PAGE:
UK Doctors Warn That Lost Sense Of Smell May Be COVID-19 Symptom In Healthy-Looking People

Many countries have reported patients with anosmia that later tested positive for COVID-19.

Cover image via The Straits Times/Business Insider & Bernama/Free Malaysia Today

As COVID-19 continues to wreak havoc across the world, there have been a growing number of infected patients with the single symptom of anosmia - the loss of the ability to detect smell

According to a press release by The Royal College of Surgeons of England, experts said that this loss of ability to smell could be a sign of the coronavirus infection in people who appear otherwise well.

The ear, nose, and throat (ENT) specialists wrote in a joint statement that loss of sense of smell is a common symptom caused by viruses that give rise to the common cold.

It was no surprise to them that the novel COVID-19 virus would also cause anosmia in infected patients.

Image via AFP/Asia Times

They reported that there is good evidence from South Korea, China, and Germany, that a significant number of COVID-19 patients developed a loss or reduced sense of smell in the absence of other symptoms

30% of patients in South Korea who tested postive for COVID-19 had anosmia as their major
presenting symptom, but they were almost always mild cases.

Meanwhile, in Germany, they reported that more than two in three confirmed cases had lost their sense of smell.

Image via ABC News

They also wrote that many of their colleagues from the US, France, and Northern Italy have had the same observations

While they were writing from personal experience, it has since been reported by The New York Times that the American Academy of Otolaryngology, too, has seen patients with anosmia who ultimately tested positive for COVID-19 in the absence of other symptoms.

While they acknowledge their evidence is anecdotal, they still proposed that the symptom, in the absence of other respiratory diseases, be added to the COVID-19 screening list, and should warrant serious consideration for self-isolation and testing.

According to Forbes, a professor of infectious diseases in the University of Milan also found that many COVID-19 patients presented with anosmia later in the course of infection.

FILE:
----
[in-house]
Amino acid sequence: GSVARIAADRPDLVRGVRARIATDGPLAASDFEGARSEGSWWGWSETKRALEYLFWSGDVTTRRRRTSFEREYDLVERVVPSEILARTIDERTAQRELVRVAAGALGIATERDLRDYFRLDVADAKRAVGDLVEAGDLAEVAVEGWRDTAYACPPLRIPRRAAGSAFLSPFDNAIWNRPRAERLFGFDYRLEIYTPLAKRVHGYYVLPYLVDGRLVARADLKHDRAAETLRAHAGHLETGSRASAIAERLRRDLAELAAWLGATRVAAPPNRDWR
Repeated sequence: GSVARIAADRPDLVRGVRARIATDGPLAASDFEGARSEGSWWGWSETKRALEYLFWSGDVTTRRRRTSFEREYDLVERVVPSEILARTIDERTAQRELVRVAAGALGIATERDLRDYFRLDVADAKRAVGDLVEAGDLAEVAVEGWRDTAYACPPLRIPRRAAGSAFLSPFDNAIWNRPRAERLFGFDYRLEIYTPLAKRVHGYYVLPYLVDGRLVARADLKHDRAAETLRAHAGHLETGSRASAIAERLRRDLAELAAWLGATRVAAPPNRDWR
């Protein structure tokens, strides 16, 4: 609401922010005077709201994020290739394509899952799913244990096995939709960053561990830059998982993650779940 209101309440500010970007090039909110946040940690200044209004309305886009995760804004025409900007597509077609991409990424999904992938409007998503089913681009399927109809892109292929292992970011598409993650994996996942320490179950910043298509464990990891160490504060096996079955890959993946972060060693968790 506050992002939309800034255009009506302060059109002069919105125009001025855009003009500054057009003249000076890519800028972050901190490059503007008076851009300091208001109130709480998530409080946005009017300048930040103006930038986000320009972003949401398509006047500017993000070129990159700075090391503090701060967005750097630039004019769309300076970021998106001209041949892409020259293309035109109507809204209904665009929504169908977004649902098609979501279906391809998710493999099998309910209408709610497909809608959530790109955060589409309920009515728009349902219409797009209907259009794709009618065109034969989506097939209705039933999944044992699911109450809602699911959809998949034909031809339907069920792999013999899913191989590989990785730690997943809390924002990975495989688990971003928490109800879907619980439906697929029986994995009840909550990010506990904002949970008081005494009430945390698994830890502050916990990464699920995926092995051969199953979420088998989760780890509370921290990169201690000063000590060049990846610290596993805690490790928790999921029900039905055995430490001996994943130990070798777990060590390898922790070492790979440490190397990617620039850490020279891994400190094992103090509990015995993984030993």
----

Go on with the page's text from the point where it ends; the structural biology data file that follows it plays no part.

However, studies have not yet been done to confirm these observed data because healthcare professionals have been overwhelmed by the pandemic.

A doctor treating a ward of patients lying in camping beds in Italy; it was reported that health service has been stretched to the limit in the country.

Image via France24

Nevertheless, the UK ENT specialists urged health authorities to advise people with a sudden loss of smell or taste to self-isolate even if they have no other symptoms

"Anything we can do to delay transmission is absolutely vital," said Professor Claire Hopkins, one of the ENT specialists and president of the British Rhinological Society, reported New Straits Times.

"We might be able to reduce the number of otherwise asymptomatic individuals who continue to act as vectors, not realising the need to self-isolate."

The feature is important also because it might help alert healthcare personnel to employ protective equipment when dealing with these potentially COVID-19 positive patients.

Despite the international recognition and medical reports, the Malaysian Ministry of Health (MOH) has marked the information as fake news

In a statement released today, 25 March, the National Security Council announced that the MOH has denied that loss of sense of smell is a new COVID-19 symptom.

According to Stat News, the World Health Organisation announced on Monday, 23 March, that they are probing into the issue, but they also first said the evidence of a potential connection between anosmia and the novel coronavirus remains preliminary.

Prime Minister Muhyiddin Yassin announced today that the Movement Control Order (MCO) will be extended until 14 April:

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